Your browser does not support javascript:   Search for gard hereSearch for news-and-events here.


Genetic and Rare Diseases Information Center (GARD)

Print friendly version

Megalencephalic leukoencephalopathy with subcortical cysts

Other Names for this Disease
  • Leukoencephalopathy with swelling and cysts
  • LVM
  • Megalencephaly-cystic leukodystrophy
  • MLC
  • Vacuolating megalencephalic leukoencephalopathy with subcortical cysts
See Disclaimer regarding information on this site. Some links on this page may take you to organizations outside of the National Institutes of Health.

Your Question

I have a daughter with megalencephalic leukoencephalopathy with subcortical cysts. Can I expect to have a healthy baby in the next pregnancy? Who can I talk to about this?

Our Answer

We have identified the following information that we hope you find helpful. If you still have questions, please contact us.

What is megalencephalic leukoencephalopathy with subcortical cysts (MLC)?

Megalencephalic leukoencephalopathy with subcortical cysts is a condition that affects brain development and function. Children with this condition have an enlarged brain (megalencephaly) that is evident at birth or within the first year of life. They also have an abnormality of the brain's white matter (leukoencephalopathy). The leukoencephalopathy may ultimately result in abnormal muscle tensing (spasticity), difficulty coordinating movements (ataxia), cysts in the brain (subcortical cysts), abnormal muscle tone (dystonia), swallowing difficulties, speech difficulties, and seizures. Despite the brain abnormalities people with this condition tend to have only mild to moderate learning impairment. This condition may affect a child’s ability to walk, however some children are able to walk well into adulthood. It is important to protect people with MLC from even mild head trauma, because head trauma can cause further impairments and may lead to coma. This condition is genetic and is passed through families in an autosomal recessive pattern. It is most often caused by changes in the MLC1 gene.[1]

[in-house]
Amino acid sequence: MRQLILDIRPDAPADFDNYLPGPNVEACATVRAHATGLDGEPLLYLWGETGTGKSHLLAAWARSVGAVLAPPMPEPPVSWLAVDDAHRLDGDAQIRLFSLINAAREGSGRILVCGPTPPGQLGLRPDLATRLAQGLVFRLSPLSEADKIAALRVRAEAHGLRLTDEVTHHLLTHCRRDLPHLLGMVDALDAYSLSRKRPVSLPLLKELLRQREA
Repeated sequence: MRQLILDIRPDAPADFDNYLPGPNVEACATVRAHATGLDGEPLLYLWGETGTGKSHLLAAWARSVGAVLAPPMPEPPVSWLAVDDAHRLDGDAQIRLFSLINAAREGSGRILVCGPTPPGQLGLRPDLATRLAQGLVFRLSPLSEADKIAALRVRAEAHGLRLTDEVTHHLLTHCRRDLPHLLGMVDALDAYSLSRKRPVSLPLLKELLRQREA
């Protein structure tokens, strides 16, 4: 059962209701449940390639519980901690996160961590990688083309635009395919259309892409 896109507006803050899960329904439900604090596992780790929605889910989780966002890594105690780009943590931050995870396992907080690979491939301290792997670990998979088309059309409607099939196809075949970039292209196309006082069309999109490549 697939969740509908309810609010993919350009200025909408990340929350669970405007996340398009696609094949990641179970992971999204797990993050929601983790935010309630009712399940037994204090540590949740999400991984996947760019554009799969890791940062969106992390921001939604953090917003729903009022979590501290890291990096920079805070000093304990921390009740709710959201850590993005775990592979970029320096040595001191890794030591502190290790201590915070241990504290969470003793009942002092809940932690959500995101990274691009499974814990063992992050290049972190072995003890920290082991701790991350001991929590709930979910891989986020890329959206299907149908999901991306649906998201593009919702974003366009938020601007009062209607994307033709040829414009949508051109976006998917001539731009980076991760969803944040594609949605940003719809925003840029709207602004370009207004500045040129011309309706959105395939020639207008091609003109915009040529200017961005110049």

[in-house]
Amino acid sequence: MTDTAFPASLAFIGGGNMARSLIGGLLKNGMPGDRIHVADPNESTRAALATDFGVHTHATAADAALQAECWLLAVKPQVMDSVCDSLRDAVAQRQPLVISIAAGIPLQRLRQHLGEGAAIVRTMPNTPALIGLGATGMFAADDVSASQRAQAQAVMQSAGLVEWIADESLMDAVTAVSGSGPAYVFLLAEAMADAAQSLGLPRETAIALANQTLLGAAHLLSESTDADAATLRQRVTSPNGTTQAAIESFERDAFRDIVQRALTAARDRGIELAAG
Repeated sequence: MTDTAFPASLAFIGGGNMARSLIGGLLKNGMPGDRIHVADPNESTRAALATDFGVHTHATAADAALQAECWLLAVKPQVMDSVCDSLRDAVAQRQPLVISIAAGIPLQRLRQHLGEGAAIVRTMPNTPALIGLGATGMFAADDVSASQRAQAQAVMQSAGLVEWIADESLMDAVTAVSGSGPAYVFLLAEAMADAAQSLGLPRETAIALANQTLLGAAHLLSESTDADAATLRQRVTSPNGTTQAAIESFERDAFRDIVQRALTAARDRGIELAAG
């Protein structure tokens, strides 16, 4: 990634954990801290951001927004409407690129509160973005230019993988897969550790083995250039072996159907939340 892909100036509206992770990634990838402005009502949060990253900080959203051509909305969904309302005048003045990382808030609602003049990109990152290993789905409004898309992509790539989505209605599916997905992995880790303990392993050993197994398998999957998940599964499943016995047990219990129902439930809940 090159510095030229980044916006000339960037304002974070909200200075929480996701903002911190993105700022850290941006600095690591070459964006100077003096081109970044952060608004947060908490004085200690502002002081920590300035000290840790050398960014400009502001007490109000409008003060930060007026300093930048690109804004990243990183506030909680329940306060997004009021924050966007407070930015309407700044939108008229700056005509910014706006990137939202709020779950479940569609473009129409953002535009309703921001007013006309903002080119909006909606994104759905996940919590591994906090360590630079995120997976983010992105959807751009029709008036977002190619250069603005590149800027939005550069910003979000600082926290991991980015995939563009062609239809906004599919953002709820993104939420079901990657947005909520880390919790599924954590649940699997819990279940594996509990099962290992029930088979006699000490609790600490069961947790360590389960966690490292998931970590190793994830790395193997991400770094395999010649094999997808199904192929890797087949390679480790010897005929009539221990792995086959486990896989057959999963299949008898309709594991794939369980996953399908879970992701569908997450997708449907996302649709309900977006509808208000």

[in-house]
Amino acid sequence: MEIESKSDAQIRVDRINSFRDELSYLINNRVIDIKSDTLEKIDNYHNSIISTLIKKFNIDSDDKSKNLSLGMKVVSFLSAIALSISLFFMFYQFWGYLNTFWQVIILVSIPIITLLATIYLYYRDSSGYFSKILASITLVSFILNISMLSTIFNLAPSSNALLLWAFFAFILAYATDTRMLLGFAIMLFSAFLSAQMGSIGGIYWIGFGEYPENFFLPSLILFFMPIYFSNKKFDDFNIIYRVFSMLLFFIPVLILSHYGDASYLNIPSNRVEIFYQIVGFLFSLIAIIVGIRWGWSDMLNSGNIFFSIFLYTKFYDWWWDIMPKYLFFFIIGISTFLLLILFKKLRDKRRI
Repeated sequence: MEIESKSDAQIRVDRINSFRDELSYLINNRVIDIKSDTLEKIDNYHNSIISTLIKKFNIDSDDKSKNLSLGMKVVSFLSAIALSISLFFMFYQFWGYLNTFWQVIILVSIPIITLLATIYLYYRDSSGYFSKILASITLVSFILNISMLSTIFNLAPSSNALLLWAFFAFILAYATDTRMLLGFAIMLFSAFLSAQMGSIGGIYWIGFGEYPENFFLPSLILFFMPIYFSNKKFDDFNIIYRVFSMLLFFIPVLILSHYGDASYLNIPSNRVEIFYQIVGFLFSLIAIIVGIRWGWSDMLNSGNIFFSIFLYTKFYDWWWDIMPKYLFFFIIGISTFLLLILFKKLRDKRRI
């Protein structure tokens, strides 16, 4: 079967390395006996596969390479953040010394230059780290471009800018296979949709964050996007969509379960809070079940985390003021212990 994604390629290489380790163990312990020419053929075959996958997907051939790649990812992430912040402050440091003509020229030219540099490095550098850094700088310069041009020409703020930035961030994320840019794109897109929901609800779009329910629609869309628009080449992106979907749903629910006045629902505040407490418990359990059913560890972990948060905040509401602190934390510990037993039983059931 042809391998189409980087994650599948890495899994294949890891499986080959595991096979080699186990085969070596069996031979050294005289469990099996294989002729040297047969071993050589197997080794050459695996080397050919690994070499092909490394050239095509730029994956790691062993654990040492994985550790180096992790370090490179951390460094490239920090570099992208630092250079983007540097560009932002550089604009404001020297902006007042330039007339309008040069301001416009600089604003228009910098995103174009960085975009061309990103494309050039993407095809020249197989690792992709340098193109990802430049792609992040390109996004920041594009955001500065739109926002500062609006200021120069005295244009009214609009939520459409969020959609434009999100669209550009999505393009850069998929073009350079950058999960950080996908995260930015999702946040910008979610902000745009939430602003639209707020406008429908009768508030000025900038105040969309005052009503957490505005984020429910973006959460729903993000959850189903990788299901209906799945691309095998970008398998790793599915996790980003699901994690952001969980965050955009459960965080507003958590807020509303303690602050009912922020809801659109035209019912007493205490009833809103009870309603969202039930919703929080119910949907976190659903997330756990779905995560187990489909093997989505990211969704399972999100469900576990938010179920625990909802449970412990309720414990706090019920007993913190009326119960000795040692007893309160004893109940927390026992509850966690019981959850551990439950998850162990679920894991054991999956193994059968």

Last updated: 6/4/2009

What causes megalencephalic leukoencephalopathy with subcortical cysts (MLC)?

In most cases MLC is caused by mutations in the MLC1 gene and is passed through families in an autosomal recessive pattern. 

Some people with MLC do not have detectable mutations in this gene. In these cases (about 25%) the cause of their condition is unknown. It is possible that there are genes other than MCL1 involved in causing MLC that have yet to be identified.[1]
Last updated: 6/4/2009

What is autosomal recessive inheritance?

Autosomal recessive inheritance refers to the inheritance pattern in which two mutated copies of the gene that causes a disorder are present in each cell. An affected person usually has unaffected parents who each carry a single copy of the mutated gene (and are referred to as carriers). Autosomal recessive disorders are typically not seen in every generation of an affected family. When two people who are carriers of an autosomal recessive condition have a child, there is a 25% (1 in 4) chance that the child will be affected.[2]

Last updated: 2/18/2009

I have one child with megalencephalic leukoencephalopathy with subcortical cysts. Can I expect to have a healthy baby in my next pregnancy?

With autosomal recessive inheritance there is a 1 in 4 or 25% chance with each pregnancy that the child will be affected and a 75% or 3 in 4 chance that the child will not be affected. We recommend that you speak with a genetics professional to learn more about the specific risks to your future offspring. These type of professionals are a source of information for individuals and families regarding genetic diagnosis, natural history, treatment, mode of inheritance, and genetic risks to other family members. They can talk with you further regarding your testing options and risks to future offspring. To find a genetics clinic, we recommend that you contact your primary doctor for a referral. Click here to learn more about genetic consultations.

The following online resources can also help you find genetics professionals in your community:

  • GeneTests - A searchable directory of US and international genetics and prenatal diagnosis clinics. Go to the following link and click on 'Clinic Directory' to find a genetic service close to you.
  • American Society of Medical Genetics – A membership directory of genetics specialists around the world.
Last updated: 6/4/2009